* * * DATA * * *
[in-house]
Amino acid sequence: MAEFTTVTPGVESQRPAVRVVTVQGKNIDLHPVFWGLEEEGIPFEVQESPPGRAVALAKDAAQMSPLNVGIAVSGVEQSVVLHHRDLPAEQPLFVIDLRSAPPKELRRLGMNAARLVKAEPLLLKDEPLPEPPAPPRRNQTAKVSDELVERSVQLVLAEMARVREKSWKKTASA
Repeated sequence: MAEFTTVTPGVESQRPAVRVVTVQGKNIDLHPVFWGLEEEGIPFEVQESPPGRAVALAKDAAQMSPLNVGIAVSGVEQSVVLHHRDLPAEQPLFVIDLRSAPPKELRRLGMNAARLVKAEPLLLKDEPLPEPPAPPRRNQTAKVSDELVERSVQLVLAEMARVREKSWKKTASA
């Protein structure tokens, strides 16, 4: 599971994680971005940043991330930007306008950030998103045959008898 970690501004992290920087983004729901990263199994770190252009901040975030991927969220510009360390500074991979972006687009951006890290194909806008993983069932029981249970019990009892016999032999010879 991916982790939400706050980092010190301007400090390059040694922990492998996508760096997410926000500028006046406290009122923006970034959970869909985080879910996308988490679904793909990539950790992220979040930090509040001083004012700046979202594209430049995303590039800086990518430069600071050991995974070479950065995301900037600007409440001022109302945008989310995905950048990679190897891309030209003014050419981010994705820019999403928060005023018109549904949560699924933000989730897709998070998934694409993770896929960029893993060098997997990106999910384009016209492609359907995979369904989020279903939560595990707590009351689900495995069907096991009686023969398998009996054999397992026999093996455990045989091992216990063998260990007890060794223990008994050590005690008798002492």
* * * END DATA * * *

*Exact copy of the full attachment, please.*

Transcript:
[in-house]
Amino acid sequence: MAEFTTVTPGVESQRPAVRVVTVQGKNIDLHPVFWGLEEEGIPFEVQESPPGRAVALAKDAAQMSPLNVGIAVSGVEQSVVLHHRDLPAEQPLFVIDLRSAPPKELRRLGMNAARLVKAEPLLLKDEPLPEPPAPPRRNQTAKVSDELVERSVQLVLAEMARVREKSWKKTASA
Repeated sequence: MAEFTTVTPGVESQRPAVRVVTVQGKNIDLHPVFWGLEEEGIPFEVQESPPGRAVALAKDAAQMSPLNVGIAVSGVEQSVVLHHRDLPAEQPLFVIDLRSAPPKELRRLGMNAARLVKAEPLLLKDEPLPEPPAPPRRNQTAKVSDELVERSVQLVLAEMARVREKSWKKTASA
């Protein structure tokens, strides 16, 4: 599971994680971005940043991330930007306008950030998103045959008898 970690501004992290920087983004729901990263199994770190252009901040975030991927969220510009360390500074991979972006687009951006890290194909806008993983069932029981249970019990009892016999032999010879 991916982790939400706050980092010190301007400090390059040694922990492998996508760096997410926000500028006046406290009122923006970034959970869909985080879910996308988490679904793909990539950790992220979040930090509040001083004012700046979202594209430049995303590039800086990518430069600071050991995974070479950065995301900037600007409440001022109302945008989310995905950048990679190897891309030209003014050419981010994705820019999403928060005023018109549904949560699924933000989730897709998070998934694409993770896929960029893993060098997997990106999910384009016209492609359907995979369904989020279903939560595990707590009351689900495995069907096991009686023969398998009996054999397992026999093996455990045989091992216990063998260990007890060794223990008994050590005690008798002492």